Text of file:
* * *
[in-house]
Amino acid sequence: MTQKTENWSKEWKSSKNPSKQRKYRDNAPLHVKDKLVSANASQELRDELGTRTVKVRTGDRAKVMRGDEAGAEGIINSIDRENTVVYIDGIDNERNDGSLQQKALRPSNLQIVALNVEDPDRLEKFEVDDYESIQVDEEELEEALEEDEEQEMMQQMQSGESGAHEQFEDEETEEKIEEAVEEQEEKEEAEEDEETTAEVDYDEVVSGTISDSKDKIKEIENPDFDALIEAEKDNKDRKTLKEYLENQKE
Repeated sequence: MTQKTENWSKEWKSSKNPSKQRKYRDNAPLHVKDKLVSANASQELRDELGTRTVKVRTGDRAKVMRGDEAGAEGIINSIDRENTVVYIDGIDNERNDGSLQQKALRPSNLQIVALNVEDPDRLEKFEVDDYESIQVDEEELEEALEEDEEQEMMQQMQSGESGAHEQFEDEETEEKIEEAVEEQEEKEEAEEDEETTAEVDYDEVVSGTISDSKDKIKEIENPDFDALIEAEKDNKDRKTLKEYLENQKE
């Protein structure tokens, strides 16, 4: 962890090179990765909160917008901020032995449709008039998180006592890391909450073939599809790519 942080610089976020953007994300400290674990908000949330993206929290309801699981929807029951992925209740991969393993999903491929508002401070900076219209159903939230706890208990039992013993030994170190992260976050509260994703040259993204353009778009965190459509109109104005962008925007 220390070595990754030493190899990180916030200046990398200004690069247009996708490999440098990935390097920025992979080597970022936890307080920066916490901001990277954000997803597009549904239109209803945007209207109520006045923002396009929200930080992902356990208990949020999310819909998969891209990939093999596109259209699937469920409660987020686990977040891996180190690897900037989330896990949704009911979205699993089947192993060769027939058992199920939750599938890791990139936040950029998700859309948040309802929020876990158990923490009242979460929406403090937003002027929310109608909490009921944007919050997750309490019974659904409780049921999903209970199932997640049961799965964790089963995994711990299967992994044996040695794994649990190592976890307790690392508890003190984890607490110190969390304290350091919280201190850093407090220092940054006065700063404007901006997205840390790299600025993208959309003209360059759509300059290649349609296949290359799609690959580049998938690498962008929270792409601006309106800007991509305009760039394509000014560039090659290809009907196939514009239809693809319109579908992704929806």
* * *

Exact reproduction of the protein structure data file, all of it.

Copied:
[in-house]
Amino acid sequence: MTQKTENWSKEWKSSKNPSKQRKYRDNAPLHVKDKLVSANASQELRDELGTRTVKVRTGDRAKVMRGDEAGAEGIINSIDRENTVVYIDGIDNERNDGSLQQKALRPSNLQIVALNVEDPDRLEKFEVDDYESIQVDEEELEEALEEDEEQEMMQQMQSGESGAHEQFEDEETEEKIEEAVEEQEEKEEAEEDEETTAEVDYDEVVSGTISDSKDKIKEIENPDFDALIEAEKDNKDRKTLKEYLENQKE
Repeated sequence: MTQKTENWSKEWKSSKNPSKQRKYRDNAPLHVKDKLVSANASQELRDELGTRTVKVRTGDRAKVMRGDEAGAEGIINSIDRENTVVYIDGIDNERNDGSLQQKALRPSNLQIVALNVEDPDRLEKFEVDDYESIQVDEEELEEALEEDEEQEMMQQMQSGESGAHEQFEDEETEEKIEEAVEEQEEKEEAEEDEETTAEVDYDEVVSGTISDSKDKIKEIENPDFDALIEAEKDNKDRKTLKEYLENQKE
């Protein structure tokens, strides 16, 4: 962890090179990765909160917008901020032995449709008039998180006592890391909450073939599809790519 942080610089976020953007994300400290674990908000949330993206929290309801699981929807029951992925209740991969393993999903491929508002401070900076219209159903939230706890208990039992013993030994170190992260976050509260994703040259993204353009778009965190459509109109104005962008925007 220390070595990754030493190899990180916030200046990398200004690069247009996708490999440098990935390097920025992979080597970022936890307080920066916490901001990277954000997803597009549904239109209803945007209207109520006045923002396009929200930080992902356990208990949020999310819909998969891209990939093999596109259209699937469920409660987020686990977040891996180190690897900037989330896990949704009911979205699993089947192993060769027939058992199920939750599938890791990139936040950029998700859309948040309802929020876990158990923490009242979460929406403090937003002027929310109608909490009921944007919050997750309490019974659904409780049921999903209970199932997640049961799965964790089963995994711990299967992994044996040695794994649990190592976890307790690392508890003190984890607490110190969390304290350091919280201190850093407090220092940054006065700063404007901006997205840390790299600025993208959309003209360059759509300059290649349609296949290359799609690959580049998938690498962008929270792409601006309106800007991509305009760039394509000014560039090659290809009907196939514009239809693809319109579908992704929806």